Saturday, August 01, 2009

Mini-Review of "Russka - The Novel of Russia" by Edward Rutherford

I love the varied and "novel" ways that I sometimes discover worthwhile books and writers. In the case of "Russka," I was already familiar with the author, Edward Rutherford. His works, "London" and "Sarum" had captivated me, but I had not been aware that he had taken on the task of telling the history of Russia in the style pioneered a few generations ago by James Michener.

Last January, returning from a holiday visit with family in Romania, I stopped over in the UK for a couple of days. Whenever I am in England, I try to do at least one walking tour to increase my appreciation of the rich history of the realm. On this occasion, I opted for the day-long trip to Salisbury and Stonehenge. As our very knowledgeable guide would point out facts, I realized that I was already aware of many of them. She noticed that my questions presupposed some knowledge of the area.

She asked me: "Have you been here before?"

"No, but I read the novel 'Sarum,' and it is all coming back to me."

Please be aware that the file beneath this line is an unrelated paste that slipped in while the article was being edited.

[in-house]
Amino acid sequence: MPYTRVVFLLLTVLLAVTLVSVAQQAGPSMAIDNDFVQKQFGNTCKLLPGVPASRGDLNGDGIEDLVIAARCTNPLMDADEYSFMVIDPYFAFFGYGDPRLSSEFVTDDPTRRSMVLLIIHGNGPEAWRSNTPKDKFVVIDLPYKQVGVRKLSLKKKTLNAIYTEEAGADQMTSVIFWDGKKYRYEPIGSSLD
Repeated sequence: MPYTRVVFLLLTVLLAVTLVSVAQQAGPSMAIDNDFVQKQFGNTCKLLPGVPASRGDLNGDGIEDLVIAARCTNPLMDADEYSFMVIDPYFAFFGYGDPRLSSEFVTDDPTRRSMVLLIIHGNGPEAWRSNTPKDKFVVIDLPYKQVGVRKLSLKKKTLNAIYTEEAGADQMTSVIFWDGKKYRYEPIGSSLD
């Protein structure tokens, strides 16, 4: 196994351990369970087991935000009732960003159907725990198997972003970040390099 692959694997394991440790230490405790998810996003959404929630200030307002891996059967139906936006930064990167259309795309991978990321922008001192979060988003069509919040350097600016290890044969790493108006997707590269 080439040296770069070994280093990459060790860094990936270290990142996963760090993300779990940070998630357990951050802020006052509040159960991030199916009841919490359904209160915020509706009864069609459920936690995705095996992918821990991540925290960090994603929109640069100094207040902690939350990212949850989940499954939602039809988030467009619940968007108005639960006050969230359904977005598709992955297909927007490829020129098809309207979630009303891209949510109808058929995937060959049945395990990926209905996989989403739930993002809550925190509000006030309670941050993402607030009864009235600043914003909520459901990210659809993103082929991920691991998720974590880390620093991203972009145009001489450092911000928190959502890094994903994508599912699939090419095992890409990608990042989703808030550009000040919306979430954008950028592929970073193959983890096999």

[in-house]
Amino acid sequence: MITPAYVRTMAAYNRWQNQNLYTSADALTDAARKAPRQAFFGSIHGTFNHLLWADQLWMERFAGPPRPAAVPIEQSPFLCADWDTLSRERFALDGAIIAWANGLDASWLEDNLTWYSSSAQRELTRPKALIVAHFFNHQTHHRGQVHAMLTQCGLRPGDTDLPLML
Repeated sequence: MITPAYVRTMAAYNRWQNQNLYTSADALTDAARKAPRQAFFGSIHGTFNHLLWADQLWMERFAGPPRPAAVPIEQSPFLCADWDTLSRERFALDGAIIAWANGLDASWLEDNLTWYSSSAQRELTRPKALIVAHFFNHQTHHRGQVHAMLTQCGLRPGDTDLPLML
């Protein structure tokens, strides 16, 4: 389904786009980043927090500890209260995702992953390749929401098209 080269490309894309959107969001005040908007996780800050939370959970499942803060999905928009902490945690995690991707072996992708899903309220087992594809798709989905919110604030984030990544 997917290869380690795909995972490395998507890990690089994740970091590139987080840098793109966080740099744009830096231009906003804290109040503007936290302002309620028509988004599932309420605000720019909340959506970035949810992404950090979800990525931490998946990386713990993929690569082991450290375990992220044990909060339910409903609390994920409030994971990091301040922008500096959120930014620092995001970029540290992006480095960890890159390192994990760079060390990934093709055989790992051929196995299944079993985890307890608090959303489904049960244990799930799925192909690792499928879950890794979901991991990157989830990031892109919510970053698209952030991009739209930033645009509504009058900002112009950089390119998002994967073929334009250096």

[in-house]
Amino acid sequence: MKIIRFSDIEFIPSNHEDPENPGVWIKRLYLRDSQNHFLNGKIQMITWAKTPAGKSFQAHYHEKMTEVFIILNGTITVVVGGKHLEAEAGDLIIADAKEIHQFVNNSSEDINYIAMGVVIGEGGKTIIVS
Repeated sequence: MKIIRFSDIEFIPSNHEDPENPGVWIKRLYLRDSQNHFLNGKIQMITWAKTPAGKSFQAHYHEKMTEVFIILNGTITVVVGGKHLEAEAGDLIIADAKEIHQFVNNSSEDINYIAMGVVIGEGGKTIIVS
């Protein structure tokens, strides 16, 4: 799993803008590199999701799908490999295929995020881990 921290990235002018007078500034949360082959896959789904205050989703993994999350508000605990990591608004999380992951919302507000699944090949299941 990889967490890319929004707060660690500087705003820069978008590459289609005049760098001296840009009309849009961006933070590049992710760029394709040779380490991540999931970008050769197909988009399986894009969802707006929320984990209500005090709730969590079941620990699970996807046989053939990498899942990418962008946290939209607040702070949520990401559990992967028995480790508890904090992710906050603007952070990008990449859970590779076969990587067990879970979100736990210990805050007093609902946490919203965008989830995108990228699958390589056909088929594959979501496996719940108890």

Later in our conversation, she learned of my frequent visits to Russia.

"Are you aware that Rutherford has also written a history of Russia in the same style as 'Sarum'? You must read 'Russka.'"

And I did. What a tour de force the author has wrought in this epic novel. The 750+ pages are all necessary to do justice to the vast sweep of the history and geography of the enigma that is Russia. The narrative chronicles nearly two millenia of the lives of those who have struggled to make a living on the land and to subdue nature and the many waves of invaders intent on mining Russia of it many riches.

I just noticed that Rutheford has a new book coming out in the fall about New York. I will be one of the first to purchase it.

In the meantime, enjoy "Russka"!


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